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Gaze-based assistive technology used in daily life by children with severe physical impairments - parents' experiences
Uppsala University, Disciplinary Domain of Medicine and Pharmacy, Faculty of Medicine, Department of Women's and Children's Health. Linkoping Univ, Dept Social & Welf Studies, Linkoping, Sweden..
Linkoping Univ, Dept Social & Welf Studies, Linkoping, Sweden..
Linkoping Univ, Dept Social & Welf Studies, Linkoping, Sweden..
2017 (English)In: Developmental Neurorehabilitation, ISSN 1751-8423, E-ISSN 1751-8431, Vol. 20, no 5, p. 301-308Article in journal (Refereed) Published
Abstract [en]

Objective: To describe and explore parents' experiences when their children with severe physical impairments receive gaze-based assistive technology (gaze-based assistive technology (AT)) for use in daily life. Methods: Semi-structured interviews were conducted twice, with one year in between, with parents of eight children with cerebral palsy that used gaze-based AT in their daily activities. To understand the parents' experiences, hermeneutical interpretations were used during data analysis. Results: The findings demonstrate that for parents, children's gaze-based AT usage meant that children demonstrated agency, provided them with opportunities to show personality and competencies, and gave children possibilities to develop. Overall, children's gaze-based AT provides hope for a better future for their children with severe physical impairments; a future in which the children can develop and gain influence in life. Conclusion: Gaze-based AT provides children with new opportunities to perform activities and take initiatives to communicate, giving parents hope about the children's future.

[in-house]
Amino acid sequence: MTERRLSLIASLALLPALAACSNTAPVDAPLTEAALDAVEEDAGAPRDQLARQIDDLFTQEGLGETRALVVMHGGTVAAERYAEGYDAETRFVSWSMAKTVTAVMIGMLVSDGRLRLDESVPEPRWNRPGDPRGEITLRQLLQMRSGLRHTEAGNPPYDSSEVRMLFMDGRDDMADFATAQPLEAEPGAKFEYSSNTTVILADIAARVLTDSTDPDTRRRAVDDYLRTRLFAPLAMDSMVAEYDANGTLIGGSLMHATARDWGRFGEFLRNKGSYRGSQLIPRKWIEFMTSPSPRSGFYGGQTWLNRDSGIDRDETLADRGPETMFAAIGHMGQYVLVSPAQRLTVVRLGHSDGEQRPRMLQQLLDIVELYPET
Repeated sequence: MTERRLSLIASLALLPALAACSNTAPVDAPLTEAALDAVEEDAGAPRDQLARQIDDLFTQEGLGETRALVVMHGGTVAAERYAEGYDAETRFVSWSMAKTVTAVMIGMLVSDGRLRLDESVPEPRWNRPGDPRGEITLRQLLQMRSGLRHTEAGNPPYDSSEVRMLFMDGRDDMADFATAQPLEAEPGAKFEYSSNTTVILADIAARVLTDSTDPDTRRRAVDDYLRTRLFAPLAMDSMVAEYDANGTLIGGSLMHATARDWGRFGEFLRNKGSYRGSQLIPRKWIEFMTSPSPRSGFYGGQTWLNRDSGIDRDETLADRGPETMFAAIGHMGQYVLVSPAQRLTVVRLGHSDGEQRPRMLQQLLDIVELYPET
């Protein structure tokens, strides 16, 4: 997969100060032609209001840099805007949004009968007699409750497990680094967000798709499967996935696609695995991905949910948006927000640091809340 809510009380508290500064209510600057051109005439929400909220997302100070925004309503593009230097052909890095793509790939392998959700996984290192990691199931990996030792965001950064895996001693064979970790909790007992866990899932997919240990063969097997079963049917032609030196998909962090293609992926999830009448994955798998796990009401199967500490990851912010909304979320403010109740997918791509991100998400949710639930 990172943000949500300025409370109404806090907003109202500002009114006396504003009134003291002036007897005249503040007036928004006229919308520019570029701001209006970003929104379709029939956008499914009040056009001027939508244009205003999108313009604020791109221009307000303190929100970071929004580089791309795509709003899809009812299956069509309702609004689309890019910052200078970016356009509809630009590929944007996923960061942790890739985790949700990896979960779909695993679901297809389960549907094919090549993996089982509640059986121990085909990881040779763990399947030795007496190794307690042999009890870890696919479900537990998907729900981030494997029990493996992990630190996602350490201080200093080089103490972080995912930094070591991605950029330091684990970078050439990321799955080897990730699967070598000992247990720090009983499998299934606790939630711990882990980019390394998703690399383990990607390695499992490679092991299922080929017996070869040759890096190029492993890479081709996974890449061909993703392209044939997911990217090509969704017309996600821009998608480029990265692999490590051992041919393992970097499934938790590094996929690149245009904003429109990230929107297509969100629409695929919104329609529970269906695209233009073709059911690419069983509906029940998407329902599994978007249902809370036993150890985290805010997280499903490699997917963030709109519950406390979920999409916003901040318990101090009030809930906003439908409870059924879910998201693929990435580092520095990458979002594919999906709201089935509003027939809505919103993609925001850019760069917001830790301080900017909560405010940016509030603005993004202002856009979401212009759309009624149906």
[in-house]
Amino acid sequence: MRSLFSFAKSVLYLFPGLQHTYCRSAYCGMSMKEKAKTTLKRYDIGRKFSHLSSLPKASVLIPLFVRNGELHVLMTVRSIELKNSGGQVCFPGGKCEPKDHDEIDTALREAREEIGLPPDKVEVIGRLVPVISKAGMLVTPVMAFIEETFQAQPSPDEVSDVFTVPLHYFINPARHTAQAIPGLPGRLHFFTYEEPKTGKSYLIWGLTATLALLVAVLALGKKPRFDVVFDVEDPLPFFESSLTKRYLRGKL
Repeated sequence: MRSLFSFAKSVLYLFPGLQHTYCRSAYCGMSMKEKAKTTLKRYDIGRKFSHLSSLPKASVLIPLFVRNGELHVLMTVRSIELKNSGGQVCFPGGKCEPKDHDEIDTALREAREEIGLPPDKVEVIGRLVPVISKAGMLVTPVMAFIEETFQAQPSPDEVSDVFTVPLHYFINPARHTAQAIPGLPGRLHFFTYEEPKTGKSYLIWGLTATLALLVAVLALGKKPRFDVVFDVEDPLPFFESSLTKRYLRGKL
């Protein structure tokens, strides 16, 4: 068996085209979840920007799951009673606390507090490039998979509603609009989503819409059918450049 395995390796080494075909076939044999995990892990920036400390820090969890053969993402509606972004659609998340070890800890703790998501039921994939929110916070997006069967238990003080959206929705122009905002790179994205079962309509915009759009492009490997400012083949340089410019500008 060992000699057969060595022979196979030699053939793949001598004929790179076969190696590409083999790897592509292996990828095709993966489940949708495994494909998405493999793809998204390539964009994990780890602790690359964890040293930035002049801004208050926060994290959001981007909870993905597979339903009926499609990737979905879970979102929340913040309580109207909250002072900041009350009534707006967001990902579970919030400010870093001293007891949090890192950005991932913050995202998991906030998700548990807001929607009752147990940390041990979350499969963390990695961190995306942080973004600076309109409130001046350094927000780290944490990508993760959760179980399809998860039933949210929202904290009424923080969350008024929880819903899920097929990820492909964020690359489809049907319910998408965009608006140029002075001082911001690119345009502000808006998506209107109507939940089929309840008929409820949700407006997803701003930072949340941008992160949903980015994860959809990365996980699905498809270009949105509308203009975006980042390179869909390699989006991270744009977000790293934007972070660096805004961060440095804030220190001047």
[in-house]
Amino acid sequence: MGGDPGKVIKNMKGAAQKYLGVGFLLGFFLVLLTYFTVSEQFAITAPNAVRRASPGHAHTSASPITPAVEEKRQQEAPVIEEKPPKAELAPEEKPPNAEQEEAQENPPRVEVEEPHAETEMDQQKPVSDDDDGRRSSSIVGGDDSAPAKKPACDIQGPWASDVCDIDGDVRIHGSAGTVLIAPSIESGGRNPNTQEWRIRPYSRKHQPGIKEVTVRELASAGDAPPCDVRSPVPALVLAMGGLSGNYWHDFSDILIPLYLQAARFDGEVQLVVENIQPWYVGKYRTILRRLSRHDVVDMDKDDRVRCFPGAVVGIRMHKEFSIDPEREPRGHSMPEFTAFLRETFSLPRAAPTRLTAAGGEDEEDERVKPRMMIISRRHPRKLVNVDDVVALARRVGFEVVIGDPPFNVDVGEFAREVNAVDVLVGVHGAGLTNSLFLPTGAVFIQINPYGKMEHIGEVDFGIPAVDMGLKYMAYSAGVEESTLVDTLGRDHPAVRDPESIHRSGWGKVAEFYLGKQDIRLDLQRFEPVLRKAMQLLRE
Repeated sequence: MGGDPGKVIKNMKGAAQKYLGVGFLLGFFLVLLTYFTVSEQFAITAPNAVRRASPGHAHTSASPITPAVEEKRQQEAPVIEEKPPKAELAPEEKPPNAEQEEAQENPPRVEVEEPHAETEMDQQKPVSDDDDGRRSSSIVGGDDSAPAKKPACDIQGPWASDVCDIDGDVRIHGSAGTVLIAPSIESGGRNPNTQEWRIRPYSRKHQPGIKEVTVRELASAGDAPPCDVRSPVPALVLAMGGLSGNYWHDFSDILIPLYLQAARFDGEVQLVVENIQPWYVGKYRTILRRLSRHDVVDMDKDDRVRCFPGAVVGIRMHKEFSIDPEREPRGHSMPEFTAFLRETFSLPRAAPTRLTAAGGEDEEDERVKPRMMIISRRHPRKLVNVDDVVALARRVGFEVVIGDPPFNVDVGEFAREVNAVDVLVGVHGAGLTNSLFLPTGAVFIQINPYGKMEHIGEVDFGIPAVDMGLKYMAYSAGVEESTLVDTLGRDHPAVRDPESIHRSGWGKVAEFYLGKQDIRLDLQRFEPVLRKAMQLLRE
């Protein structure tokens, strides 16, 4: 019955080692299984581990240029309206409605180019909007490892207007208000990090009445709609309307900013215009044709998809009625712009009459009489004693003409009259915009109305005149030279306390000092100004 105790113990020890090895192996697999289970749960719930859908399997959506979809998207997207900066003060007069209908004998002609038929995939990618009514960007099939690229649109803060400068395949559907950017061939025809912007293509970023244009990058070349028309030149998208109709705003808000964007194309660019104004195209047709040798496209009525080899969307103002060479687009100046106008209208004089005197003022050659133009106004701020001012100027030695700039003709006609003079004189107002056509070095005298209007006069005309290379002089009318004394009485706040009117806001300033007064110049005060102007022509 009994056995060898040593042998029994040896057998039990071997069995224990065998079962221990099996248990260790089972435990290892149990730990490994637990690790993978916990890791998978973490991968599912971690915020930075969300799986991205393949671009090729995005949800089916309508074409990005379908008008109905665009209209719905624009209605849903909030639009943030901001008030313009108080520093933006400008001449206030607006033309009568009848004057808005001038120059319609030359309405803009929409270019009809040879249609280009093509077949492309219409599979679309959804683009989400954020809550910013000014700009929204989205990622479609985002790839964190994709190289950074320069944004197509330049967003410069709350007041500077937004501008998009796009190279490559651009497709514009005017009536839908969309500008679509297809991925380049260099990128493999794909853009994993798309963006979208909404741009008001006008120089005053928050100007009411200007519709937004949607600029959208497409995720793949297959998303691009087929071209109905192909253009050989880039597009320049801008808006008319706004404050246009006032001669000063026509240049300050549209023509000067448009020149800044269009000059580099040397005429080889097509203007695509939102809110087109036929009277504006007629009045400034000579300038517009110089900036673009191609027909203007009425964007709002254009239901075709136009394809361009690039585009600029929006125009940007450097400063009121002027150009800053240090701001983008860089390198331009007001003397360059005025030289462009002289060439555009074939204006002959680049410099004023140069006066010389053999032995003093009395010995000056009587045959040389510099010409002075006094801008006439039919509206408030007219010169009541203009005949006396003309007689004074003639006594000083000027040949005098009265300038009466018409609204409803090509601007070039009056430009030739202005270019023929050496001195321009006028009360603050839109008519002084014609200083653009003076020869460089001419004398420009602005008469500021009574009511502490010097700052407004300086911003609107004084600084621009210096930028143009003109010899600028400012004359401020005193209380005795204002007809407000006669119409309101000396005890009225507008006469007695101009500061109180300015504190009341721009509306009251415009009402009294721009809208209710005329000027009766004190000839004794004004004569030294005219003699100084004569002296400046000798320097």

Place, publisher, year, edition, pages
2017. Vol. 20, no 5, p. 301-308
Keywords [en]
Activities in daily life, cerebral palsy, eye tracking controlled system, self-help devices, parental hope, qualitative
National Category
Public Health, Global Health, Social Medicine and Epidemiology
Identifiers
URN: urn:nbn:se:uu:diva-331954DOI: 10.1080/17518423.2016.1211769ISI: 000406527400008PubMedID: 27537982OAI: oai:DiVA.org:uu-331954DiVA, id: diva2:1151348
Funder
Swedish Research CouncilAvailable from: 2017-10-23 Created: 2017-10-23 Last updated: 2017-10-23Bibliographically approved

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